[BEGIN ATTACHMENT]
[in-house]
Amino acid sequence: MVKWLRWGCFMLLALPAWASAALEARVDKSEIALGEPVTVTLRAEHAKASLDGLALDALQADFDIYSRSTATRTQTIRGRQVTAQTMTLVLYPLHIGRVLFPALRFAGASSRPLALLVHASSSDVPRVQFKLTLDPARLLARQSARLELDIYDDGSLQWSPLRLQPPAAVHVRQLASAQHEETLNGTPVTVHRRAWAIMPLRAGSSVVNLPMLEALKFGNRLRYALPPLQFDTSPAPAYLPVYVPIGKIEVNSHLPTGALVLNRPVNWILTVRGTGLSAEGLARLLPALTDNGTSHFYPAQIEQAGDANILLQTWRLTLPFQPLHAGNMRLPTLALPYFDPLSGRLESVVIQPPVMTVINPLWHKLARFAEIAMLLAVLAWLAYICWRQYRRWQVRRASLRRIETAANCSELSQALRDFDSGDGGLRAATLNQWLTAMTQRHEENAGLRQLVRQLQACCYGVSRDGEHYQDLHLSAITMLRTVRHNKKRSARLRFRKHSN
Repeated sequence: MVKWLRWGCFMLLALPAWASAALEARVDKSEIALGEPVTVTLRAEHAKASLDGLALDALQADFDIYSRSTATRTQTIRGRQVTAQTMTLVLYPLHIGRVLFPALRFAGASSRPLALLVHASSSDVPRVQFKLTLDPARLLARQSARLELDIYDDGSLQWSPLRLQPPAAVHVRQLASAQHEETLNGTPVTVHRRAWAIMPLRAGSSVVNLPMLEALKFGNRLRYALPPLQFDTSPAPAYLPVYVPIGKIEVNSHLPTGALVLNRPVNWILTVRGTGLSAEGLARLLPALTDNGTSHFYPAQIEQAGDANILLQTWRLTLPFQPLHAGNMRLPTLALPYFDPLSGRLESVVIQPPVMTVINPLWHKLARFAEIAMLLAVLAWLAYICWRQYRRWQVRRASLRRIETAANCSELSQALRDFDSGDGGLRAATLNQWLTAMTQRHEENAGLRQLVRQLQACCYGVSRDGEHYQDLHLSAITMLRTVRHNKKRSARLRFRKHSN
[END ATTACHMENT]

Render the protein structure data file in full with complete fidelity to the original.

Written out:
[in-house]
Amino acid sequence: MVKWLRWGCFMLLALPAWASAALEARVDKSEIALGEPVTVTLRAEHAKASLDGLALDALQADFDIYSRSTATRTQTIRGRQVTAQTMTLVLYPLHIGRVLFPALRFAGASSRPLALLVHASSSDVPRVQFKLTLDPARLLARQSARLELDIYDDGSLQWSPLRLQPPAAVHVRQLASAQHEETLNGTPVTVHRRAWAIMPLRAGSSVVNLPMLEALKFGNRLRYALPPLQFDTSPAPAYLPVYVPIGKIEVNSHLPTGALVLNRPVNWILTVRGTGLSAEGLARLLPALTDNGTSHFYPAQIEQAGDANILLQTWRLTLPFQPLHAGNMRLPTLALPYFDPLSGRLESVVIQPPVMTVINPLWHKLARFAEIAMLLAVLAWLAYICWRQYRRWQVRRASLRRIETAANCSELSQALRDFDSGDGGLRAATLNQWLTAMTQRHEENAGLRQLVRQLQACCYGVSRDGEHYQDLHLSAITMLRTVRHNKKRSARLRFRKHSN
Repeated sequence: MVKWLRWGCFMLLALPAWASAALEARVDKSEIALGEPVTVTLRAEHAKASLDGLALDALQADFDIYSRSTATRTQTIRGRQVTAQTMTLVLYPLHIGRVLFPALRFAGASSRPLALLVHASSSDVPRVQFKLTLDPARLLARQSARLELDIYDDGSLQWSPLRLQPPAAVHVRQLASAQHEETLNGTPVTVHRRAWAIMPLRAGSSVVNLPMLEALKFGNRLRYALPPLQFDTSPAPAYLPVYVPIGKIEVNSHLPTGALVLNRPVNWILTVRGTGLSAEGLARLLPALTDNGTSHFYPAQIEQAGDANILLQTWRLTLPFQPLHAGNMRLPTLALPYFDPLSGRLESVVIQPPVMTVINPLWHKLARFAEIAMLLAVLAWLAYICWRQYRRWQVRRASLRRIETAANCSELSQALRDFDSGDGGLRAATLNQWLTAMTQRHEENAGLRQLVRQLQACCYGVSRDGEHYQDLHLSAITMLRTVRHNKKRSARLRFRKHSN